King now has sole power to appoint Supreme Patriarch

King now has sole power to appoint Supreme Patriarch

The Sangha Supreme Council meets in Nakhon Phathom province in January 2016. (Bangkok Post file photo)
The Sangha Supreme Council meets in Nakhon Phathom province in January 2016. (Bangkok Post file photo)

<i>The article was originally published on Jan 7, 2017.</i><p> His Majesty the King has endorsed the amendment to the Sangha Act empowering the king to appoint the Supreme Patriarch and preventing the Sangha Supreme Council (SSC) from having a say in the nomination.

The National Legislative Assembly (NLA) passed the bill on Dec 29 last year. It was published in the Royal Gazette late on Friday and took effect immediately, replacing the 1992 amendment.

The key change to the 2017 amendment was Section 7, which now stipulates His Majesty the King shall appoint the Supreme Patriarch while the prime minister countersigns the appointment. The reason of the change was to make the law "in line with a long tradition".

Previously, the section said the King appoints a successor to the Supreme Patriarch after his predecessor has left office or is unable to perform his duties. The prime minister, with the SSC's consent, shall nominate the most senior monk by Buddhist rank to be royally appointed as the new Supreme Patriarch. If the nominee cannot perform his duty, the Cabinet shall nominate the monk next in rank for the royal appointment.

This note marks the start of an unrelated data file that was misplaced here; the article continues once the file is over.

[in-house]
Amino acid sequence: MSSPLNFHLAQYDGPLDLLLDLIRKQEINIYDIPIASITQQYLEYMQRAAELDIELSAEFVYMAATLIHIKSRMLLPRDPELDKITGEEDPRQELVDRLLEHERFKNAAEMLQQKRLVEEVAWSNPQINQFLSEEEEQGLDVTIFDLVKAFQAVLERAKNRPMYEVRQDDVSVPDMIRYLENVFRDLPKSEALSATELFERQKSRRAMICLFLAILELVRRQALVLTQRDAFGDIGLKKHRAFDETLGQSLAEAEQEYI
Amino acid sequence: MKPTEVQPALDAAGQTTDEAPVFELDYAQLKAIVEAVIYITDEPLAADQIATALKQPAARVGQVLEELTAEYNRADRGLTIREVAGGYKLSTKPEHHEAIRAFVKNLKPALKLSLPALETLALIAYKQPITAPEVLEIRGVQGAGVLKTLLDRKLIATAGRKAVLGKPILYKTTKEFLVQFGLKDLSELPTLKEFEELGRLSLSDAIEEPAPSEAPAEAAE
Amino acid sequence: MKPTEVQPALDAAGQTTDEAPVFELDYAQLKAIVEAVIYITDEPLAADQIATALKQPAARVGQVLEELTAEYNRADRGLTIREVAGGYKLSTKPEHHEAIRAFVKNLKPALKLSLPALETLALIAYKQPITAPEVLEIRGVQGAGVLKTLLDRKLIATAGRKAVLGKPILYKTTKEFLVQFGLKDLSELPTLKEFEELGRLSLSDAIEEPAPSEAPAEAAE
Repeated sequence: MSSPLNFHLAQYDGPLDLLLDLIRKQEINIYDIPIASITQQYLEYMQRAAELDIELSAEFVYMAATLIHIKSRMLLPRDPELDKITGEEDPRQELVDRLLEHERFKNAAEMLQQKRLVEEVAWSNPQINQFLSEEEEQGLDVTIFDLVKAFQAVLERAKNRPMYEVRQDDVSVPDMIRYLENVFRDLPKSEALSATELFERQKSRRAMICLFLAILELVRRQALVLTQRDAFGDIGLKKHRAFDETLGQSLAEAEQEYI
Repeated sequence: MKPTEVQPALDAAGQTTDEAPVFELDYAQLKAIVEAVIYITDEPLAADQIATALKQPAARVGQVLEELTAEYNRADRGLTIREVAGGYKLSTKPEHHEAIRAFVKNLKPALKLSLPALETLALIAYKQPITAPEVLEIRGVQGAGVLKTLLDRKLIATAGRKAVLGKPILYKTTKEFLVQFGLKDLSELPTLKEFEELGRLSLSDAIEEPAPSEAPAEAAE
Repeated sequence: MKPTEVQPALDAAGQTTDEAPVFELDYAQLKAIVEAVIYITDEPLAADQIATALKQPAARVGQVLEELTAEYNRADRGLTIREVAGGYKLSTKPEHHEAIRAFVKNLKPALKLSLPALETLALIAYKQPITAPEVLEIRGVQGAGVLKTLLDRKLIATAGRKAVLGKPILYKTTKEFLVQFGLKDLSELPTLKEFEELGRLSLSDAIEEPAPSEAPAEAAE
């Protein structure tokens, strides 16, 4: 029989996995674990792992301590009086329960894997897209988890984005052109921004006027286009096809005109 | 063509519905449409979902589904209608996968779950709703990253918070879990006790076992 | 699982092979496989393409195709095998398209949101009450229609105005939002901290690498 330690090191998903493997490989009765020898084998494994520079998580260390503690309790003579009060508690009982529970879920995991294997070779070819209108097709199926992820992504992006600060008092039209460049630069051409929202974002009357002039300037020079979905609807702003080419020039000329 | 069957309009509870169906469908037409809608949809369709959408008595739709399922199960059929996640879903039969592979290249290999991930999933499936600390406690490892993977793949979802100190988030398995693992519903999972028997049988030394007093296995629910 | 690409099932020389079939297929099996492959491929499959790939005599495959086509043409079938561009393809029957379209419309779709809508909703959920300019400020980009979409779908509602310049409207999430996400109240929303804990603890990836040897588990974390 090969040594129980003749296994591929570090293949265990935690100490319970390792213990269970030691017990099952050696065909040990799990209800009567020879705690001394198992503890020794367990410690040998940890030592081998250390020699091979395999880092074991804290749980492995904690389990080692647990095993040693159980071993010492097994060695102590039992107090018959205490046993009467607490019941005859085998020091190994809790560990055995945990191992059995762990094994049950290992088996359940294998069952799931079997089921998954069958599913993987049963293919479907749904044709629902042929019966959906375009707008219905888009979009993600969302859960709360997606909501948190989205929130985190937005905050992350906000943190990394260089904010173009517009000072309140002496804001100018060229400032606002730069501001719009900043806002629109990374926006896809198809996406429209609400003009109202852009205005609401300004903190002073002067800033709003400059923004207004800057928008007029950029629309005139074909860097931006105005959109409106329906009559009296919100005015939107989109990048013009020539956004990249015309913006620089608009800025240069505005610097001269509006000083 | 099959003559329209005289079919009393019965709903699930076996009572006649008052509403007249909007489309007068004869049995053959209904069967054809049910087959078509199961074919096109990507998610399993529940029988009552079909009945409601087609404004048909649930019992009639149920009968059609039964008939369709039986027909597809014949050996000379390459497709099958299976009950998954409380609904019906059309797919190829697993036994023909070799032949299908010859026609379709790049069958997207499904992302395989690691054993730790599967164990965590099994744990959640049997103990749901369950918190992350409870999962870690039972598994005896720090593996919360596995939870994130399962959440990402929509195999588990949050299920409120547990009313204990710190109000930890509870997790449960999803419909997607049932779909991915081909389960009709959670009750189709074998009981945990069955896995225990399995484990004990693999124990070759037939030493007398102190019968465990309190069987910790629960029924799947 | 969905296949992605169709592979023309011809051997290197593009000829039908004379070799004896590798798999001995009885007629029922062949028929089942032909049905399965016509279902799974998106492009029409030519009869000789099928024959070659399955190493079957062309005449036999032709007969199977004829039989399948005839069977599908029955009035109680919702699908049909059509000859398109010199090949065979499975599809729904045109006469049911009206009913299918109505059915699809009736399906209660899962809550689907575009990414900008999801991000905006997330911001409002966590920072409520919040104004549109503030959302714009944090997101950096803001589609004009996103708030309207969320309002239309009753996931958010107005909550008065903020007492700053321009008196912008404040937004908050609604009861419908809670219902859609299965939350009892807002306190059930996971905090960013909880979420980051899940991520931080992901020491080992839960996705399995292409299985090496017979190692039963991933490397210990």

The new law, which restores an old tradition in which the King names the Supreme Patriarch, means that any monk, regardless of his Buddhist rank, can now be appointed to lead if the king sees fit.

On Dec 29, the NLA spent 58 minutes passing the amendment in three straight readings. The passage lifts conditions positioning Somdet Phra Maha Ratchamangalacharn, widely known as Somdet Chuang, as the sole candidate to become the new supreme patriarch.

The quick passage of the bill came as a shock to supporters of Somdet Chuang, the abbot of Wat Paknam Phasi Charoen who was in January last year nominated by the SSC to be the new supreme patriarch. He is the most senior monk in the country.

Prime Minister Prayut Chan-o-cha has frozen the process to appoint him because Somdet Chuang is facing criminal charges in connection with car tax evasion.

NLA member Somchai Sawangkarn earlier said the Dec 29 amendment was nothing new since it simply reverted Section 7 of the law back to the original 1962 version. The section was rewritten in the 1992 amendment to add that the nominee must be "the most senior monk by rank". However, no Supreme Patriarch has been appointed by that criteria because the late Supreme Patriarch took the position in 1989 and died in 2013 and the process to appoint his successor has since been delayed.

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